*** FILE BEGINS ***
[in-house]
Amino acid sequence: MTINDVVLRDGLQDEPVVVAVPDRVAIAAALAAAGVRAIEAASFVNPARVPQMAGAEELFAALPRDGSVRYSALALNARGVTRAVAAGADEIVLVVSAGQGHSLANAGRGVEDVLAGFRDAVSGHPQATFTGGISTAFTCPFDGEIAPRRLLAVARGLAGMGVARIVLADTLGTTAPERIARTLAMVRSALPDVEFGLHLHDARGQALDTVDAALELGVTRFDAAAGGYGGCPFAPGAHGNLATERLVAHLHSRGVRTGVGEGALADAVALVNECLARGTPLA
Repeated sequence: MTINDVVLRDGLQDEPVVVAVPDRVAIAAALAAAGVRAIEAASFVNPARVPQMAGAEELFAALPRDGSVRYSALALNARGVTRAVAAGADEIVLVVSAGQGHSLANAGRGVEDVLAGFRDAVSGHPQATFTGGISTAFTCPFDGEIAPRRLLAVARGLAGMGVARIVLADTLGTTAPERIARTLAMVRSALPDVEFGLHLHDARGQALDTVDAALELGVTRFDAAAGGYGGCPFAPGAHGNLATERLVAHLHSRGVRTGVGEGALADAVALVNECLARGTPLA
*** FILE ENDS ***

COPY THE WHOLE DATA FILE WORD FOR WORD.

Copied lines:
[in-house]
Amino acid sequence: MTINDVVLRDGLQDEPVVVAVPDRVAIAAALAAAGVRAIEAASFVNPARVPQMAGAEELFAALPRDGSVRYSALALNARGVTRAVAAGADEIVLVVSAGQGHSLANAGRGVEDVLAGFRDAVSGHPQATFTGGISTAFTCPFDGEIAPRRLLAVARGLAGMGVARIVLADTLGTTAPERIARTLAMVRSALPDVEFGLHLHDARGQALDTVDAALELGVTRFDAAAGGYGGCPFAPGAHGNLATERLVAHLHSRGVRTGVGEGALADAVALVNECLARGTPLA
Repeated sequence: MTINDVVLRDGLQDEPVVVAVPDRVAIAAALAAAGVRAIEAASFVNPARVPQMAGAEELFAALPRDGSVRYSALALNARGVTRAVAAGADEIVLVVSAGQGHSLANAGRGVEDVLAGFRDAVSGHPQATFTGGISTAFTCPFDGEIAPRRLLAVARGLAGMGVARIVLADTLGTTAPERIARTLAMVRSALPDVEFGLHLHDARGQALDTVDAALELGVTRFDAAAGGYGGCPFAPGAHGNLATERLVAHLHSRGVRTGVGEGALADAVALVNECLARGTPLA